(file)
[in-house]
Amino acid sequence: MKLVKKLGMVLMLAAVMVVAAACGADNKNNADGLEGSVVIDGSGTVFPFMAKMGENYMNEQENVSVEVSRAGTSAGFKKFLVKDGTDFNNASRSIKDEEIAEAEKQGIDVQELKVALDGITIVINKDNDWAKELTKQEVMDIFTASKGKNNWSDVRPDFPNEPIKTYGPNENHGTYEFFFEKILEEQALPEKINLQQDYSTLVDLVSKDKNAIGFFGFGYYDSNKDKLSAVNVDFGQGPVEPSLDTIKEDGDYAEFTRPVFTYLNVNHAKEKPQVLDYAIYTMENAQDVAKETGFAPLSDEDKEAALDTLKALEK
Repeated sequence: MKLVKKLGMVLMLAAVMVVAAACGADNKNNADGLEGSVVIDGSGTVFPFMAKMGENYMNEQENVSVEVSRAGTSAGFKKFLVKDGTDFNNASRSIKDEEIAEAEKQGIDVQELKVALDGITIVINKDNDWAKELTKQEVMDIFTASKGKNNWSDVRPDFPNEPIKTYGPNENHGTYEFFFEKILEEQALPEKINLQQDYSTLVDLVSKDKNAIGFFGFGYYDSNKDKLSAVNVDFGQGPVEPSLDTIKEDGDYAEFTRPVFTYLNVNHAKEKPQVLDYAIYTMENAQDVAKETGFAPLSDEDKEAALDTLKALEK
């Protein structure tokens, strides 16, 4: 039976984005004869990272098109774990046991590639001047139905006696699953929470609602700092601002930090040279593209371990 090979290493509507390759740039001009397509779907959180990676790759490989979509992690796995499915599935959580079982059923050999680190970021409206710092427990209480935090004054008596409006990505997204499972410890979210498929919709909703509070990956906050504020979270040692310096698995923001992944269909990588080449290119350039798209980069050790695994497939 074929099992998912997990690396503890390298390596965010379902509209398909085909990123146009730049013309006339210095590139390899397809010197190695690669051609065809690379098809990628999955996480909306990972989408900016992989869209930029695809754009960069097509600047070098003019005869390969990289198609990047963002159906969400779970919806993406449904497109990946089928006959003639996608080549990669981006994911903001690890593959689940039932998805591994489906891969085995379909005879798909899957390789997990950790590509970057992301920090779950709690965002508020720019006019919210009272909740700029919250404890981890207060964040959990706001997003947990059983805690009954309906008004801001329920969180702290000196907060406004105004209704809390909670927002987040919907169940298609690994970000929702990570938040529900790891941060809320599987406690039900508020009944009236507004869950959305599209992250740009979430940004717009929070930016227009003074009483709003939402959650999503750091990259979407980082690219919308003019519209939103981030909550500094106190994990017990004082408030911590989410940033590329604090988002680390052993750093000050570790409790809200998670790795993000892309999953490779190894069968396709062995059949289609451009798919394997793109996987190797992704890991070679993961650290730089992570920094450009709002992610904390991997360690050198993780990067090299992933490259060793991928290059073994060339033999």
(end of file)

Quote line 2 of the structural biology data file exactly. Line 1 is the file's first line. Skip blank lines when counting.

Amino acid sequence: MKLVKKLGMVLMLAAVMVVAAACGADNKNNADGLEGSVVIDGSGTVFPFMAKMGENYMNEQENVSVEVSRAGTSAGFKKFLVKDGTDFNNASRSIKDEEIAEAEKQGIDVQELKVALDGITIVINKDNDWAKELTKQEVMDIFTASKGKNNWSDVRPDFPNEPIKTYGPNENHGTYEFFFEKILEEQALPEKINLQQDYSTLVDLVSKDKNAIGFFGFGYYDSNKDKLSAVNVDFGQGPVEPSLDTIKEDGDYAEFTRPVFTYLNVNHAKEKPQVLDYAIYTMENAQDVAKETGFAPLSDEDKEAALDTLKALEK